- Seven local officials have been suspended following the collapse
- Mayor: A decorator illegally removed a wall and beams in the building
- The decorator, who owned a business on the ground floor, has been arrested
- 61 people were killed; 33 people have been pulled out alive from the wreckage
Authorities say they now know what may have caused a five-story building in Mumbai to collapse last week
: a decorator who removed a central wall and supporting beams without permission.
By Sunday, the death toll from Friday's collapse stood at 61. Fearing they may have pulled out the last of the survivors, officials ended their rescue operation.
Ashok Kumar Mehta, owner of Mamamiya Decorators, was charged with culpable homicide not amounting to murder -- a charge equal to unlawful negligent killing, polIce said.
Mehta's business was on the ground floor of the crumbled building.
Mumbai Mayor Sunil Prabhu said Mehta removed a central wall and supporting beams in the residential building, which is owned by Mumbai's city council. The building houses clerical employees of the municipal council and their families.
The council conducted a structural survey last November and determined the building was in bad condition and in urgent need of repair, the mayor said.
The city government approved funds for the repairs in April, but the money had not been spent.
Residents of the building were asked twice -- in November and April -- to vacate, Prabhu said.
The municipal council said Monday it has suspended seven officials over concerns they failed to act against the alterations to the building. An inquiry into the case will also investigate 11 other municipal officials, said Vijay Khabale Patil, a spokesman for the council.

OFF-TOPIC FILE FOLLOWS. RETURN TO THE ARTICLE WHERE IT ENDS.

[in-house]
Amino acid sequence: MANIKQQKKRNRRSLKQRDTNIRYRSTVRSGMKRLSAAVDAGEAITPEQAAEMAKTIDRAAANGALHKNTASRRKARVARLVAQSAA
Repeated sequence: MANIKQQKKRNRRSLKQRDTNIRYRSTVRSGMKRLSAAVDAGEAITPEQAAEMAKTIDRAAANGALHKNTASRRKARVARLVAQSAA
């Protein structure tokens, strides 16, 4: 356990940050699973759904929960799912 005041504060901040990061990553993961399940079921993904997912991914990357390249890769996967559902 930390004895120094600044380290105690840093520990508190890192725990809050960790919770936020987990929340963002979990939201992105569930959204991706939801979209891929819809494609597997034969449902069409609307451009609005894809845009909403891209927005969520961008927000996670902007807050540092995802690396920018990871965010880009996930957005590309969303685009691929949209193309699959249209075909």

The building in India's financial hub gave way around 6 a.m. Friday.
Thirty-three people were pulled out alive, said Sachidanand Gawde of the National Disaster Response Force (NDRF).
Not the first time
Several other buildings in the Mumbai area have crumbled this year, one of them with disastrous consequences.
In April, scores of people were killed in the collapse of an illegal multistory building in Thane, a city in the Mumbai region.
Deadly collapses have occurred in the city in past years as well.
Housing rights groups say many old buildings in the city are rundown and neglected, while newer ones are often built using substandard materials and have structural problems.
People live in them because they don't have a choice. In Mumbai, demand for housing far exceeds supply. About 65% of the population is estimated to live in slums, the groups say.